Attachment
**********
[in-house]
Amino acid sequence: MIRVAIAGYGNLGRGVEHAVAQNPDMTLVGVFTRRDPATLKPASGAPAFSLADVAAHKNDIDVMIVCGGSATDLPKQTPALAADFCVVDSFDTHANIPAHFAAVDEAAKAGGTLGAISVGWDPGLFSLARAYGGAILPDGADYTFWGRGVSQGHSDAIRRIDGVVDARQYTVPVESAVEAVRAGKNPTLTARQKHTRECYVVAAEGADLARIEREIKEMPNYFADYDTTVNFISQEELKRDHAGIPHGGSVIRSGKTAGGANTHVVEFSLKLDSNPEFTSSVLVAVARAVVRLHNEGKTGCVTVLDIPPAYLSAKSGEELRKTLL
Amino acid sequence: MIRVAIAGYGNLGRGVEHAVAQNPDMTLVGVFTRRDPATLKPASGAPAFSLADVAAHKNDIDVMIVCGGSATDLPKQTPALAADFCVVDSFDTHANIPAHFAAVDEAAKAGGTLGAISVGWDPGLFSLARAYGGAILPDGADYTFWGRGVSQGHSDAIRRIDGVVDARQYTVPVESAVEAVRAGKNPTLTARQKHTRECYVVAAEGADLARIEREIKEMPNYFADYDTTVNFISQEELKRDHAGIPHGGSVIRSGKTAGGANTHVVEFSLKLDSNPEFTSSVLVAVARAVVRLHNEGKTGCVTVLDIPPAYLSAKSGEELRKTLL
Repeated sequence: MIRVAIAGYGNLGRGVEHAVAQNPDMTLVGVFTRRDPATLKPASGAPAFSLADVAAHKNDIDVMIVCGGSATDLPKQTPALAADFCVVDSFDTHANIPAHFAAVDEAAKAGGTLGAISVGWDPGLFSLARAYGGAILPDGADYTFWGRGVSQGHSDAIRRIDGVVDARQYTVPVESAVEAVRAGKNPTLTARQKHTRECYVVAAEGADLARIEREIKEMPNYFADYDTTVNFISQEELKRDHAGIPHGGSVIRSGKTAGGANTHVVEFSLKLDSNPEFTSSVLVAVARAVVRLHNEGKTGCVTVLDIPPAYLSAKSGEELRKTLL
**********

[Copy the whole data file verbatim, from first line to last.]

[in-house]
Amino acid sequence: MIRVAIAGYGNLGRGVEHAVAQNPDMTLVGVFTRRDPATLKPASGAPAFSLADVAAHKNDIDVMIVCGGSATDLPKQTPALAADFCVVDSFDTHANIPAHFAAVDEAAKAGGTLGAISVGWDPGLFSLARAYGGAILPDGADYTFWGRGVSQGHSDAIRRIDGVVDARQYTVPVESAVEAVRAGKNPTLTARQKHTRECYVVAAEGADLARIEREIKEMPNYFADYDTTVNFISQEELKRDHAGIPHGGSVIRSGKTAGGANTHVVEFSLKLDSNPEFTSSVLVAVARAVVRLHNEGKTGCVTVLDIPPAYLSAKSGEELRKTLL
Amino acid sequence: MIRVAIAGYGNLGRGVEHAVAQNPDMTLVGVFTRRDPATLKPASGAPAFSLADVAAHKNDIDVMIVCGGSATDLPKQTPALAADFCVVDSFDTHANIPAHFAAVDEAAKAGGTLGAISVGWDPGLFSLARAYGGAILPDGADYTFWGRGVSQGHSDAIRRIDGVVDARQYTVPVESAVEAVRAGKNPTLTARQKHTRECYVVAAEGADLARIEREIKEMPNYFADYDTTVNFISQEELKRDHAGIPHGGSVIRSGKTAGGANTHVVEFSLKLDSNPEFTSSVLVAVARAVVRLHNEGKTGCVTVLDIPPAYLSAKSGEELRKTLL
Repeated sequence: MIRVAIAGYGNLGRGVEHAVAQNPDMTLVGVFTRRDPATLKPASGAPAFSLADVAAHKNDIDVMIVCGGSATDLPKQTPALAADFCVVDSFDTHANIPAHFAAVDEAAKAGGTLGAISVGWDPGLFSLARAYGGAILPDGADYTFWGRGVSQGHSDAIRRIDGVVDARQYTVPVESAVEAVRAGKNPTLTARQKHTRECYVVAAEGADLARIEREIKEMPNYFADYDTTVNFISQEELKRDHAGIPHGGSVIRSGKTAGGANTHVVEFSLKLDSNPEFTSSVLVAVARAVVRLHNEGKTGCVTVLDIPPAYLSAKSGEELRKTLL